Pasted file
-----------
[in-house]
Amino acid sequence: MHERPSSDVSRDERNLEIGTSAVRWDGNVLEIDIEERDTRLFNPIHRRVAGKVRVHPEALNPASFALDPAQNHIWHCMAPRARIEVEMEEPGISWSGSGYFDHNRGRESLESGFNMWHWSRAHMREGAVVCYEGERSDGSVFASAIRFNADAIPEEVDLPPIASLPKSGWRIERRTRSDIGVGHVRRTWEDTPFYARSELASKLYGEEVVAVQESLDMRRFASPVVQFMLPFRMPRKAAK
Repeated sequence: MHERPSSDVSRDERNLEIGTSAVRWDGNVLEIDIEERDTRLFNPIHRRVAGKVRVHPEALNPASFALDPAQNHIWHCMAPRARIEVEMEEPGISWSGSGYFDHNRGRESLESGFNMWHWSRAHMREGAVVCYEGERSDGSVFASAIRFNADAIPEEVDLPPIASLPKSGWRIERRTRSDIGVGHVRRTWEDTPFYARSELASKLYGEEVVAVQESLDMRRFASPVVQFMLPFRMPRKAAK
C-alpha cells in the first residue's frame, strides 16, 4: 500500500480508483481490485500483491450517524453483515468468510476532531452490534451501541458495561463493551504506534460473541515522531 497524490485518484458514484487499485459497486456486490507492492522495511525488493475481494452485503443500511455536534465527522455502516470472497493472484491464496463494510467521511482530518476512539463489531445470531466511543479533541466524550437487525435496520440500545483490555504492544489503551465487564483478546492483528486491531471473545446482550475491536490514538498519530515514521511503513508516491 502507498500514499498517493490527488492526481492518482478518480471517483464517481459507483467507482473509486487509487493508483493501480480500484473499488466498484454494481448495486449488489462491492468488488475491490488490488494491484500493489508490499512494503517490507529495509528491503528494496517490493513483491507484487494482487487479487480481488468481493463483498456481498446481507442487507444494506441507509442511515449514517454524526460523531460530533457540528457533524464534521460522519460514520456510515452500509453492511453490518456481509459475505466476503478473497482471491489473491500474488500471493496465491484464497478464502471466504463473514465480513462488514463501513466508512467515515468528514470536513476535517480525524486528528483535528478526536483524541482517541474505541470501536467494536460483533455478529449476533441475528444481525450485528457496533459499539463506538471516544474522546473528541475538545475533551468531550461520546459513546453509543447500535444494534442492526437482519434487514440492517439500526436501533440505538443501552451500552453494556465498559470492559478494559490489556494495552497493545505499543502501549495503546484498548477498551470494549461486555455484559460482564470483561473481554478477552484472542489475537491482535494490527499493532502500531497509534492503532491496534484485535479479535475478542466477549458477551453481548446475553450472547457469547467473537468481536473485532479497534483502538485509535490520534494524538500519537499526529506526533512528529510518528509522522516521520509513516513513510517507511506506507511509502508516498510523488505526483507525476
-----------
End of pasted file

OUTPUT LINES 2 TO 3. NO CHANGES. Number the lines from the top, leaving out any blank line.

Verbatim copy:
Amino acid sequence: MHERPSSDVSRDERNLEIGTSAVRWDGNVLEIDIEERDTRLFNPIHRRVAGKVRVHPEALNPASFALDPAQNHIWHCMAPRARIEVEMEEPGISWSGSGYFDHNRGRESLESGFNMWHWSRAHMREGAVVCYEGERSDGSVFASAIRFNADAIPEEVDLPPIASLPKSGWRIERRTRSDIGVGHVRRTWEDTPFYARSELASKLYGEEVVAVQESLDMRRFASPVVQFMLPFRMPRKAAK
Repeated sequence: MHERPSSDVSRDERNLEIGTSAVRWDGNVLEIDIEERDTRLFNPIHRRVAGKVRVHPEALNPASFALDPAQNHIWHCMAPRARIEVEMEEPGISWSGSGYFDHNRGRESLESGFNMWHWSRAHMREGAVVCYEGERSDGSVFASAIRFNADAIPEEVDLPPIASLPKSGWRIERRTRSDIGVGHVRRTWEDTPFYARSELASKLYGEEVVAVQESLDMRRFASPVVQFMLPFRMPRKAAK